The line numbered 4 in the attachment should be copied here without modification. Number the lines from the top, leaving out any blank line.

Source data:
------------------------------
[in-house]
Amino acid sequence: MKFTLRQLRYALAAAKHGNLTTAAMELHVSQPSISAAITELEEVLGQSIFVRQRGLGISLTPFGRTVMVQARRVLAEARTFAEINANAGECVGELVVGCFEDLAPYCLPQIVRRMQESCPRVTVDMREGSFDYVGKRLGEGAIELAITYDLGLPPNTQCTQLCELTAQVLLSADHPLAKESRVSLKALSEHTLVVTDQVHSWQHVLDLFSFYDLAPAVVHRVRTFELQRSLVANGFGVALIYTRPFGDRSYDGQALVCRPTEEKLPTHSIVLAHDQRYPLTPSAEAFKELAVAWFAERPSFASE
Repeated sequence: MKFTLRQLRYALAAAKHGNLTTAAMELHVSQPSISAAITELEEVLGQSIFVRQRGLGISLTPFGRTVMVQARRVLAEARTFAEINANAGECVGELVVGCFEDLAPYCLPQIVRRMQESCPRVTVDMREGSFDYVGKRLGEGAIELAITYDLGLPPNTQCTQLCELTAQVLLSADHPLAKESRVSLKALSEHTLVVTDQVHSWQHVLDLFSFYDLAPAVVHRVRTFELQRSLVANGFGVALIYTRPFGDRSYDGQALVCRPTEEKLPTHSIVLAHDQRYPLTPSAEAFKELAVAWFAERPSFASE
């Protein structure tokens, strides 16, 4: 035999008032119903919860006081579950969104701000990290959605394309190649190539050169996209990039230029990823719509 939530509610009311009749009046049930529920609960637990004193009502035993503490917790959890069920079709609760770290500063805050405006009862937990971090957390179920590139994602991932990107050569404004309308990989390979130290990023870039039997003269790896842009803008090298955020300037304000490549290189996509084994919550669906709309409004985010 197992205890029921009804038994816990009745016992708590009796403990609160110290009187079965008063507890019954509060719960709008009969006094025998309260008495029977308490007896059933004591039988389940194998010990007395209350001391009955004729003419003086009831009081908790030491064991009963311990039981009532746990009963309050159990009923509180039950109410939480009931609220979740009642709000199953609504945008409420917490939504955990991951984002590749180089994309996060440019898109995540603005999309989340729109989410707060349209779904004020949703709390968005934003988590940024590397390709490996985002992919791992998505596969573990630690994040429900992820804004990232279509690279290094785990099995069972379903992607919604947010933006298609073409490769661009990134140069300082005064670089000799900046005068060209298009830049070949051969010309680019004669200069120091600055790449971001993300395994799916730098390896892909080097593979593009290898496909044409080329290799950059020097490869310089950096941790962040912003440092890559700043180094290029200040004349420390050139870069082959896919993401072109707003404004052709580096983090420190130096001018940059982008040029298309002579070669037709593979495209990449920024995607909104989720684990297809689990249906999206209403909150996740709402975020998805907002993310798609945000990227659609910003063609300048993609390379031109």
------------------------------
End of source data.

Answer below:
């Protein structure tokens, strides 16, 4: 035999008032119903919860006081579950969104701000990290959605394309190649190539050169996209990039230029990823719509 939530509610009311009749009046049930529920609960637990004193009502035993503490917790959890069920079709609760770290500063805050405006009862937990971090957390179920590139994602991932990107050569404004309308990989390979130290990023870039039997003269790896842009803008090298955020300037304000490549290189996509084994919550669906709309409004985010 197992205890029921009804038994816990009745016992708590009796403990609160110290009187079965008063507890019954509060719960709008009969006094025998309260008495029977308490007896059933004591039988389940194998010990007395209350001391009955004729003419003086009831009081908790030491064991009963311990039981009532746990009963309050159990009923509180039950109410939480009931609220979740009642709000199953609504945008409420917490939504955990991951984002590749180089994309996060440019898109995540603005999309989340729109989410707060349209779904004020949703709390968005934003988590940024590397390709490996985002992919791992998505596969573990630690994040429900992820804004990232279509690279290094785990099995069972379903992607919604947010933006298609073409490769661009990134140069300082005064670089000799900046005068060209298009830049070949051969010309680019004669200069120091600055790449971001993300395994799916730098390896892909080097593979593009290898496909044409080329290799950059020097490869310089950096941790962040912003440092890559700043180094290029200040004349420390050139870069082959896919993401072109707003404004052709580096983090420190130096001018940059982008040029298309002579070669037709593979495209990449920024995607909104989720684990297809689990249906999206209403909150996740709402975020998805907002993310798609945000990227659609910003063609300048993609390379031109």